References of "11th Annual European College of Equine Internal Medicine Congress 9‐10 November, 2018. J Vet Intern Med, 33: 1547-1560."
     in
Bookmark and Share    
Full Text
Peer Reviewed
See detailCorrelation between faecal microbiota and serum levels of Hypoglycin A and MCPA-carnitine in horses with atypical myopathy.
Cesarini Latorre, Carlota ULiege; Votion, Dominique ULiege; BOEMER, François ULiege et al

in 11th Annual European College of Equine Internal Medicine Congress 9‐10 November, 2018. J Vet Intern Med, 33: 1547-1560. (2018, November 09)

Equine atypical myopathy (AM) results from hypoglycin A (HGA) ingestion. Both HGA and its principal metabolite, methylenecyclopropyl acetic acid-carnitine (MCPA-carnitine), are found in serum of horses ... [more ▼]

Equine atypical myopathy (AM) results from hypoglycin A (HGA) ingestion. Both HGA and its principal metabolite, methylenecyclopropyl acetic acid-carnitine (MCPA-carnitine), are found in serum of horses with clinical signs of AM. Not all horses ingesting HGA develop AM, suggesting potential protective factors at horse level. The aim of this study was to assess the correlation between faecal microbiota and serum levels of HGA and MCPA-carnitine in horses with AM. Faecal and serum samples were obtained from 19 horses with a history and clinical signs suggestive of AM. Determination of MCPAcarnitine serum concentrations using tandem mass spectrometry and HGA quantification using a modified aTRAQ® assay helped to confirm the disease. Bacterial taxonomy profiling was obtained by V1 V3 16S amplicon sequencing from faeces. Comparison between both groups was performed with a two-tailed Mann-Whitney test (P < 0.05). Spearman rank correlation between bacterial taxa and HGA and MCPA-carnitine were performed with MOTHUR. A total of 190 000 sequences were analysed and clustered to 296 genus level operational taxonomic units. Serum levels of HGA were positively correlated with the relative abundance of the Prevotellaceae family (rs 0,64) and MCPA-carnitine levels were negatively correlated with the relative abundance of the Lachnospiraceae family (rs−0,66). Previous work had shown a significantly lower relative abundance of the Lachnospiraceae family in AM affected horses when compared to healthy co-grazers. Results of this pilot study suggest that Lachnospiraceae could play a preventative role in the development of clinical disease. The role of intestinal microbiome in the development of AM deserves further investigation. [less ▲]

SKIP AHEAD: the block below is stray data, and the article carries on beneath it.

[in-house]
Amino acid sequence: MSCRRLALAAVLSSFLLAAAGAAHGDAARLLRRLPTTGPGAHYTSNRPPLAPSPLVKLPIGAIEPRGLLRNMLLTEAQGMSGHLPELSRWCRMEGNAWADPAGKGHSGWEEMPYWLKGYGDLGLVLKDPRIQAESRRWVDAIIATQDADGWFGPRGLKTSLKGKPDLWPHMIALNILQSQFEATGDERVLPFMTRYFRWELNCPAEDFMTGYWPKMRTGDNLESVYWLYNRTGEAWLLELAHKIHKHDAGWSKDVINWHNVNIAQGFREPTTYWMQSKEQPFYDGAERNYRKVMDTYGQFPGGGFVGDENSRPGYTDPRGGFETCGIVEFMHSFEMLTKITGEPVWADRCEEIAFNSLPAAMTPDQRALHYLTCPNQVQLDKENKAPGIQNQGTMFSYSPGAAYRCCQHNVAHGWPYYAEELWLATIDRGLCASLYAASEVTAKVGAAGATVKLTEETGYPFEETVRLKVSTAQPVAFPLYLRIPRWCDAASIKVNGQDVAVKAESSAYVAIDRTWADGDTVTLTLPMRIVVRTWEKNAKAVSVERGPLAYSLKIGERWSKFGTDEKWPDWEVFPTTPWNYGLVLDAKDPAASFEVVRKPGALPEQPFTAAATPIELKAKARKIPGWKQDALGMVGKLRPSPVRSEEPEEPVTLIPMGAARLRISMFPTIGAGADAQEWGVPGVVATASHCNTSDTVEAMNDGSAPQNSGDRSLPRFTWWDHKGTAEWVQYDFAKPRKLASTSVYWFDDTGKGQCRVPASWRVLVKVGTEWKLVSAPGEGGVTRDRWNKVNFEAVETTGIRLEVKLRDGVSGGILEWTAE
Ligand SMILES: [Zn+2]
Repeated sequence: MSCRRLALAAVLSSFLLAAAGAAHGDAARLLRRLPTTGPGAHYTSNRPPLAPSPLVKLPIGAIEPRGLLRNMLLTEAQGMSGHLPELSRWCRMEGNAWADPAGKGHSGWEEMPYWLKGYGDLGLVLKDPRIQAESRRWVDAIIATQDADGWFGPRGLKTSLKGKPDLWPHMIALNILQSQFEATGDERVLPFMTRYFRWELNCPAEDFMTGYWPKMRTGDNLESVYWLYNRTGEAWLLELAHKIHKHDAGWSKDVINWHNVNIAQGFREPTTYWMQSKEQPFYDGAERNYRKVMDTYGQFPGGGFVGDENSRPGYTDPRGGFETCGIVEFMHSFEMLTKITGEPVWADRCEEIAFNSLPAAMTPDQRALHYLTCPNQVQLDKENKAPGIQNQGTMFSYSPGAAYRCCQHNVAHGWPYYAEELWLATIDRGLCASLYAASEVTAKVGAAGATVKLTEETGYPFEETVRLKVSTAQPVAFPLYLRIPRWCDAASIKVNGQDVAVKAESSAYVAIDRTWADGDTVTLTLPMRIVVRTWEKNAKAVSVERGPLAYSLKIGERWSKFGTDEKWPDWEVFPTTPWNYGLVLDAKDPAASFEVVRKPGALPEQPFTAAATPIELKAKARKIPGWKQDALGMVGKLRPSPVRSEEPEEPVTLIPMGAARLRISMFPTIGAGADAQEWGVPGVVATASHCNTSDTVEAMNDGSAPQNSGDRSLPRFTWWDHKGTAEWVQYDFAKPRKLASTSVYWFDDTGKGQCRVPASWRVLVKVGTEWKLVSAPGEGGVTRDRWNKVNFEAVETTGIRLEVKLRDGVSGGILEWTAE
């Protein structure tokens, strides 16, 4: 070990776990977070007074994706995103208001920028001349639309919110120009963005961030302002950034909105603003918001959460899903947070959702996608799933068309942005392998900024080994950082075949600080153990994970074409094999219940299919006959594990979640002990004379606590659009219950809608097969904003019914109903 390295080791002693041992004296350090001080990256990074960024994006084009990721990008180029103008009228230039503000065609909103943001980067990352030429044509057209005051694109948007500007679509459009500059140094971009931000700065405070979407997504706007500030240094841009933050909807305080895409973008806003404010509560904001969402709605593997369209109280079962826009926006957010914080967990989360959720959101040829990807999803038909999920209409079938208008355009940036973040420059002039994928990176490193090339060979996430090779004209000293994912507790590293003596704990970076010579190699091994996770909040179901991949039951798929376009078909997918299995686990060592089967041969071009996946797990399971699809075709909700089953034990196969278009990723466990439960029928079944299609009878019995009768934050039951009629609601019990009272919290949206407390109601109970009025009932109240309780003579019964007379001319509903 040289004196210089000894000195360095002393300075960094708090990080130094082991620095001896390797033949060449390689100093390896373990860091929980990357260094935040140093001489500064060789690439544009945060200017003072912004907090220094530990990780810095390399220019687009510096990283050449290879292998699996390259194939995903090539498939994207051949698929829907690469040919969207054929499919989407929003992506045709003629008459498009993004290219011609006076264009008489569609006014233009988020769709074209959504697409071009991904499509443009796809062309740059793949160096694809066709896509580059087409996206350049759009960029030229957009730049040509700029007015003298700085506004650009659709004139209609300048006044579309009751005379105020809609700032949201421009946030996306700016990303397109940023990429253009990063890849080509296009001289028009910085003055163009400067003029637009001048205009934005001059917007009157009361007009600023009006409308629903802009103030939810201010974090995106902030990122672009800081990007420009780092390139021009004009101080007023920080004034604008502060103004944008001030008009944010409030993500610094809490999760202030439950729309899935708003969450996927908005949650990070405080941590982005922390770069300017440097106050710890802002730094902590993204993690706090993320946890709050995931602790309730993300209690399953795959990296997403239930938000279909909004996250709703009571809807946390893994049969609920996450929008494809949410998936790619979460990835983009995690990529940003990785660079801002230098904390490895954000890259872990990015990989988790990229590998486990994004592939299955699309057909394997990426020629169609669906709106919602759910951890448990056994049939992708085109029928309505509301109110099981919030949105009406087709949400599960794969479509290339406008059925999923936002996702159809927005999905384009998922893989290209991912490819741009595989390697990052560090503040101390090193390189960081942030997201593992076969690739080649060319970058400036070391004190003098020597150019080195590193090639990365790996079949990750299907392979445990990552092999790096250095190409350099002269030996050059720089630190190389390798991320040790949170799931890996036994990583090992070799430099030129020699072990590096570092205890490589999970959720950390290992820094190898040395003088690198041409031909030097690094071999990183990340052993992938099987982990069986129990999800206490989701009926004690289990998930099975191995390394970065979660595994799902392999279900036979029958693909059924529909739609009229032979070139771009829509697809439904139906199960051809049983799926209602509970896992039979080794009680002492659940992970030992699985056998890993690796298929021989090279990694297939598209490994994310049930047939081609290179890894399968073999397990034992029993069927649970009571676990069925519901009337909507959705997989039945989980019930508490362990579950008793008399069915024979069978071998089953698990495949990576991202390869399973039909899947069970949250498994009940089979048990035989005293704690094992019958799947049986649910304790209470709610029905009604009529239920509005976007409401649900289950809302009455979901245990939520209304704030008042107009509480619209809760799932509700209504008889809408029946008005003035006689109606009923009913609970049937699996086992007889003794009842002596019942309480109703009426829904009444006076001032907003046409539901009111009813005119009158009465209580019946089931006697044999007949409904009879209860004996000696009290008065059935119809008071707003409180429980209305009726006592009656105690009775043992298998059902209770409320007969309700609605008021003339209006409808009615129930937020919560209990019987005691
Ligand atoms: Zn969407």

Detailed reference viewed: 50 (10 ULiège)